Fredrik Färg originally wanted to be an interior architect, but the urge to create objects with his hands won out. Inspired by art and passionate about fashion, he is driven to experiment. “For me, designing is about learning how to make things by making mistakes and breaking rules,” he says
A self-proclaimed “collector of old stuff,” designer Yota Kakuda finds inspiration in vintage objects found in junk shops and flea markets. He is constantly gathering vinyl records and inexpensive antiques because “the stuff that survives throughout history must be a strong object.” He holds a special appreciation for mingei, meaning “handcrafted art of ordinary people” in Japanese, as his mother owned many of these simple, utilitarian pieces—such as ceramic bowls, wood carvings, and textiles—when he was growing up.
Federico Churba graduated from the industrial design program at the University of Buenos Aires in 2001, right on the cusp of Argentina’s economic crisis and the collapse of its peso. His country’s reduced reliance on imports and shift to domestic industry meant a short testing period for young designers. “There was a strong pull to start producing immediately and showing the world what we could do,” says Churba. From the beginning, he was interested in manipulating material and forms to create simple, newly iconic shapes. An early influence was Vico Magistretti and his 1986 Vidun table, whose height-adjustable base is an outsized wooden screw.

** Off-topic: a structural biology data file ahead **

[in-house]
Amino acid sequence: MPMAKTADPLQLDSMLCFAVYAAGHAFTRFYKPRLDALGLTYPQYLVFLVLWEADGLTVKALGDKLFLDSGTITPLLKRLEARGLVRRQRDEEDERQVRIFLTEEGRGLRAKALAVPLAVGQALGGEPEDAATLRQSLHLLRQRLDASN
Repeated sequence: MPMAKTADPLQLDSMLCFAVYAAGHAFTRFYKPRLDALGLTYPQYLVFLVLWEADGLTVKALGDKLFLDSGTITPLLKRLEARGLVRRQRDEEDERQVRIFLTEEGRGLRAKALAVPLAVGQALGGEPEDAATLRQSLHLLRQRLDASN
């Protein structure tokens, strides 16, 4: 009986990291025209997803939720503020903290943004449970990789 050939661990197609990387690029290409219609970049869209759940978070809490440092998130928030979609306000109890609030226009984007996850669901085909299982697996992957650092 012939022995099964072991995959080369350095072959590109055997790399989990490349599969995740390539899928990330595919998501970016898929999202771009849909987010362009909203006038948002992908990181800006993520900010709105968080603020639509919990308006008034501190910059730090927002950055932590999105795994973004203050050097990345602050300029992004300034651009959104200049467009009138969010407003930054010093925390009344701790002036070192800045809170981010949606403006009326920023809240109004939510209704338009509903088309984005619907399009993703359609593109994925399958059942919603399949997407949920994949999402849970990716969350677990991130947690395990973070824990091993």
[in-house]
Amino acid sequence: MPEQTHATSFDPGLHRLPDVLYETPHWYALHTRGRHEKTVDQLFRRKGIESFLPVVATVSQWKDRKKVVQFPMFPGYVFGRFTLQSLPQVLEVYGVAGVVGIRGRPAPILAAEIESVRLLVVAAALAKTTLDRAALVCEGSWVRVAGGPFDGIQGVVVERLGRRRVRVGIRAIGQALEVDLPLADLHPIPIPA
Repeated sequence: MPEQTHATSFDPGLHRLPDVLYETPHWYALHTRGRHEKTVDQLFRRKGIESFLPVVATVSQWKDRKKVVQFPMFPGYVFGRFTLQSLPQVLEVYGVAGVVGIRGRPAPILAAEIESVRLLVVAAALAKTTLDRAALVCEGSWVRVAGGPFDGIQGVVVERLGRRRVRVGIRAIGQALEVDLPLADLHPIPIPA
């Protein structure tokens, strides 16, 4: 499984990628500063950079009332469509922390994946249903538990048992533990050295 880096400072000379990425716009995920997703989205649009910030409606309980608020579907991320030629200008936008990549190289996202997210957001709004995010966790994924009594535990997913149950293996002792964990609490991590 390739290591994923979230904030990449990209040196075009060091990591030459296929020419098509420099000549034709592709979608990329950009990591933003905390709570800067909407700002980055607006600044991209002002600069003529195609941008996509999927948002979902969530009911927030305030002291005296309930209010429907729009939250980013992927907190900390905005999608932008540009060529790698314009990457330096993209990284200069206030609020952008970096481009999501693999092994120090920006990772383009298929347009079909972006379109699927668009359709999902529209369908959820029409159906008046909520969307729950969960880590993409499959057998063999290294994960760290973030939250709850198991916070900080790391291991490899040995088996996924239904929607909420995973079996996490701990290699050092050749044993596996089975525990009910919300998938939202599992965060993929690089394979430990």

Renée Rossouw funneled her various fixations into a single focus when she spent 2010 pursuing the Master of European Design Labs, an interdisciplinary degree program directed by Spanish designer Jaime Hayon. The program is based in Madrid, but students travel to various European cities. Rossouw, 26, had just completed a master’s in architecture, but she was on less sure footing regarding other types of design. “I was interested in design from a young age, but I never felt I truly understood it,” she says. “South Africa is a craft-oriented country, but we don’t actually have a design industry.”
If 28-year-old Henry Wilson were not a designer, he would be a skipper. After one chaotic trip to the Milan furniture fair several years ago, Wilson began to question the necessity of producing new things in a “stuff”-saturated world. So he found a timber boat and sailed it from Spain to Thailand. After the trip, he says, he had gained some jarring perspective on the size of the world and his relative place in it.
Pia Wüstenberg, a young German-Finnish designer based in London, graduated just last year from the Royal College of Art (RCA). But a glance at her portfolio, peppered with quirky and carefully handcrafted pieces, reveals that the 25-year-old designer has already found her visual identity.